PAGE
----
Harry and Catherine Jaynne Boand Endowed Professor of Chemistry
Ph.D. Wayne State University, 2003
Research in the Li group focuses on the development of time-dependent electronic structure theory, relativistic quantum mechanical techniques, and new methods for studying non-adiabatic dynamics of large-scale systems.
Time-Dependent Many-Body Theory and Relativistic Electronic Structure Theory
The time-dependent Schrödinger and Dirac equations govern all non-equilibrium quantum mechanical processes of a many-electron system. Understanding these processes is crucial to many advanced scientific research and technological developments. One area of the research effort in the Li group focuses on the development of time-dependent many-electron theories and computational methods that can be applied to simulate realistic and chemically relevant non-equilibrium many-electron phenomena driven by external perturbations (electromagnetic fields and dielectric media) and internal spin couplings (spin-spin, spin-orbit and spin-other-orbit). These new spin- and time-dependent many-electron methods will open many new avenues in simulating many-electron dynamics, such as ultrafast charge-transfer, spin transport, spin-crossover, and electronic (and spin) decoherence and dephasing etc. We are also actively working on multi-reference methods in order to understand situations where standard single-reference black-box methods fail, such as near-degeneracies and conical intersections.
First-Principles Nonadiabatic Dynamics
Another active development area in the Li research group focuses on accurately reproducing chemical dynamics for a wide range of system sizes and time scales. To this end, we develop efficient numerical schemes to simultaneously integrate the quantum and classical equations of motion for all or some subset of the nuclear, electronic (spatial and spin), and bath degrees of freedom of chemical systems. With these methods in place, we can probe the dynamical properties of emerging spintronic and molecular plasmonic materials. Specific applications include the propagation and dephasing of non-equilibrium spin states in dilute magnetic semiconductors and plasmonic states induced in noble metal nanowires. Nonradiative relaxation pathways implicated in photochemical reactions are also open for investigation with tractable implementations of ab initio surface hopping methods.
X-Ray Spectroscopy and High-Energy Chemical Physics
X-Ray absorption spectroscopy (XAS) and transient X-Ray absorption (XTA) are complex spectroscopies offering a wealth of information about electronic and nuclear structure. They also remain a challenging problem for theorists. Electronic relaxation due to the core excitations, environmental effects, scalar and spin-orbit relativistic effects, and higher-order multipole coupling to the incident field all need to be accounted for. An ongoing area of research in the Li group is the application of standard single-reference electronic structure methods to these problems through energy specific (ES) approaches. This allows these higher energy excitations to be probed without the need to solve for the lower energy excitations. Real-time TDDFT (RT-TDDFT) can also be applied to determine the effects of electronic relaxation due to the core excitation and non-equilibrium environmental effects.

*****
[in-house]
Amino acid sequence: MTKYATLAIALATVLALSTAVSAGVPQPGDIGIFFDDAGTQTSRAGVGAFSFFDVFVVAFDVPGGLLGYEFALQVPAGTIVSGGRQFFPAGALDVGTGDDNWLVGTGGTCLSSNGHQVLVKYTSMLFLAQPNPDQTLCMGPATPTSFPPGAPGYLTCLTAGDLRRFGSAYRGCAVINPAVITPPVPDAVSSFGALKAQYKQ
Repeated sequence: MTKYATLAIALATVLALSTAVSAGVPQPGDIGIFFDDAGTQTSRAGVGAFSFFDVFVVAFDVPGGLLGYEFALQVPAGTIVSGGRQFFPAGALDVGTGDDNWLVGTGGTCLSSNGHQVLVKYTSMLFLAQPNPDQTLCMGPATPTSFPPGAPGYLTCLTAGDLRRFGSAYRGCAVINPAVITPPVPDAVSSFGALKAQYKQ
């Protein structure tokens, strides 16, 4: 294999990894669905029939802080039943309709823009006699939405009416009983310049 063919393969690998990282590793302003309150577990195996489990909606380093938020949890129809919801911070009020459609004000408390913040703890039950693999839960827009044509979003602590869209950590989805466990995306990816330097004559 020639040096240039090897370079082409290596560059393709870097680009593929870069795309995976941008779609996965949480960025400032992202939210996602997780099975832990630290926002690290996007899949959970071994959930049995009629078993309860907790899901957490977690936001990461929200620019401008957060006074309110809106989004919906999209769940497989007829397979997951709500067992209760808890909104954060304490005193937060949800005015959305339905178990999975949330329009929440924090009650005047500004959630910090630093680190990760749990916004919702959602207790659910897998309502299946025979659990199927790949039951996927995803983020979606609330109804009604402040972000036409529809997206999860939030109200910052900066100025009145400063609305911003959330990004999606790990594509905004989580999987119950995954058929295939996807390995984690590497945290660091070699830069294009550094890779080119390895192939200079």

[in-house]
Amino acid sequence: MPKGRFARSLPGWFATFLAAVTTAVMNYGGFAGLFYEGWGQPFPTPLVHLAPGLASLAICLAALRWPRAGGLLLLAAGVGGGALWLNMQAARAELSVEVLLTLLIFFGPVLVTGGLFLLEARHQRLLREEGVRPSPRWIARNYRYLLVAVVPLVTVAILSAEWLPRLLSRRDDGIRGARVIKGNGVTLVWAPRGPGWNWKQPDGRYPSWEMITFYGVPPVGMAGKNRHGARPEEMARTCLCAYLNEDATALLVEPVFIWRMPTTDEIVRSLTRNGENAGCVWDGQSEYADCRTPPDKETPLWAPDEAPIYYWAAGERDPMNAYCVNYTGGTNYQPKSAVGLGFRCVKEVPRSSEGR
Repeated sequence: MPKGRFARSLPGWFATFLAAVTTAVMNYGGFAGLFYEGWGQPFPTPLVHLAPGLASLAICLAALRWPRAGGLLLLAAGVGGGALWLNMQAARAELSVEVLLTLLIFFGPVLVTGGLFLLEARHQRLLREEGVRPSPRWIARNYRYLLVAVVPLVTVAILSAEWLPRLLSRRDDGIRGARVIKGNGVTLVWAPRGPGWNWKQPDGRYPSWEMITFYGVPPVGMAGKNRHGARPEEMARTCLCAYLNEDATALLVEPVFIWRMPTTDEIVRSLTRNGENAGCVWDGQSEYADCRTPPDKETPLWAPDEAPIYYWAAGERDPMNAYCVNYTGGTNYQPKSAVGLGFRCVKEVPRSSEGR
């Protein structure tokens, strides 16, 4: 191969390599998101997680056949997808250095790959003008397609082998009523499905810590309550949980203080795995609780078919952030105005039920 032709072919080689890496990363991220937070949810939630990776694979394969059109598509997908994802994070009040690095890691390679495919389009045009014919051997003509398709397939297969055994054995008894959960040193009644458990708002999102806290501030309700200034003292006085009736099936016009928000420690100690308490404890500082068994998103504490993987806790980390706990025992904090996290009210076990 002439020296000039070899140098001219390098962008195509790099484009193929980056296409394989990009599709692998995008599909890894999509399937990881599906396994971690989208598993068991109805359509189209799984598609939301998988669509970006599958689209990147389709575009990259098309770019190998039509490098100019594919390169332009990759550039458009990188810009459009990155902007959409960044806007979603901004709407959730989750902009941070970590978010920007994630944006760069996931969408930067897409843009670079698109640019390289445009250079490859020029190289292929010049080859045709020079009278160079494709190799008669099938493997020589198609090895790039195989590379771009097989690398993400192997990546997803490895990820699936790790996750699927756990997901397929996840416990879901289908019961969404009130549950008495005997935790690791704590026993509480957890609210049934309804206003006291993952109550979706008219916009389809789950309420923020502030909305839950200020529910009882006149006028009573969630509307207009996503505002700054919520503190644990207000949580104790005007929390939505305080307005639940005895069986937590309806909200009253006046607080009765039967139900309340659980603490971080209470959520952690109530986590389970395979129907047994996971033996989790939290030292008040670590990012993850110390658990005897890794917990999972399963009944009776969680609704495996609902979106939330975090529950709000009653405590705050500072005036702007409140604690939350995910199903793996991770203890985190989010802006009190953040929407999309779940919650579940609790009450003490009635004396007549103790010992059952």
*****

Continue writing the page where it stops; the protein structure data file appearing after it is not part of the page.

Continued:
Chemical Physics of Defects in Nanocrystals
Doping inorganic semiconductor quantum dots (QDs) with transition-metal ions introduces unique electronic, optical, and magnetic properties that are otherwise absent in the host semiconductor lattice. The potential to integrate room-temperature ferromagnetism with the electrical properties of semiconducting materials makes these so-called diluted magnetic semiconductors (DMSs) attractive for spin-electronic and spin-photonic applications. Our recent advances have revealed the microscopic origins of carrier-dopant and dopant-dopant exchange interactions and the effects of such interactions on the absorption spectra of these materials. The overarching objective of this program is to computationally design and search for stable and controllable nano-sized DMS materials. Specifically, our research focuses on: (i) the roles of defects, such as transition-metal and p-type dopants, in activating ferromagnetism; (ii) charge-transfer transitions for potential solar energy conversion; (iii) chemical and physical processes required to control magnetization using time-dependent quantum mechanical electrodynamics of charge-transfer delocalization, magnetic polaron formation, and magnetization reversal dynamics; and (iv) dopant-centered Auger-type processes and their role in the photodynamics of these doped nanocrystals.
G. Donati, D. B. Lingerfelt, C. Aikens, X. Li, “Molecular Vibration Induced Plasmon Decay,” J. Phys. Chem. C, 2017, 121, 15368–15374.
F. Egidi, S. Sun, J. J. Goings, G. Scalmani, M. J. Frisch, X. Li, “Two-Component Noncollinear Time-Dependent Spin Density Functional Theory for Excited State Calculations,” J. Chem. Theory Comput., 2017, 13, 2591–2603.
A. Petrone, D. B. Williams-Young, D. B. Lingerfelt, X. Li, “Ab Initio Excited-State Transient Raman Analysis,” J. Phys. Chem. A, 2017, 121, 3958–3965.
J. J. Goings, F. Egidi, X. Li, “Current Development of Noncollinear Electronic Structure Theory,” Int. J. Quantum Chem., 2017, e25398.
D. B. Lingerfelt, P. J. Lestrange, J. J. Radler, S. E. Brown-Xu, P. Kim, F. N. Castellano, L. X. Chen, X. Li, "Can Excited State Electronic Coherence be Tuned via Molecular Structural Modification? A First-Principles Quantum Electronic Dynamics Study of Pyrazolate-Bridged Pt(II) Dimers," J. Phys. Chem. A, 2017, 121, 1932-1939.
J. J. Goings, D. B. Lingerfelt, X. Li, “Can Quantized Vibrational Effects be Obtained from Ehrenfest Mixed Quantum-Classical Dynamics?,” J. Phys. Chem. Lett., 2016, 7, 5193–5197.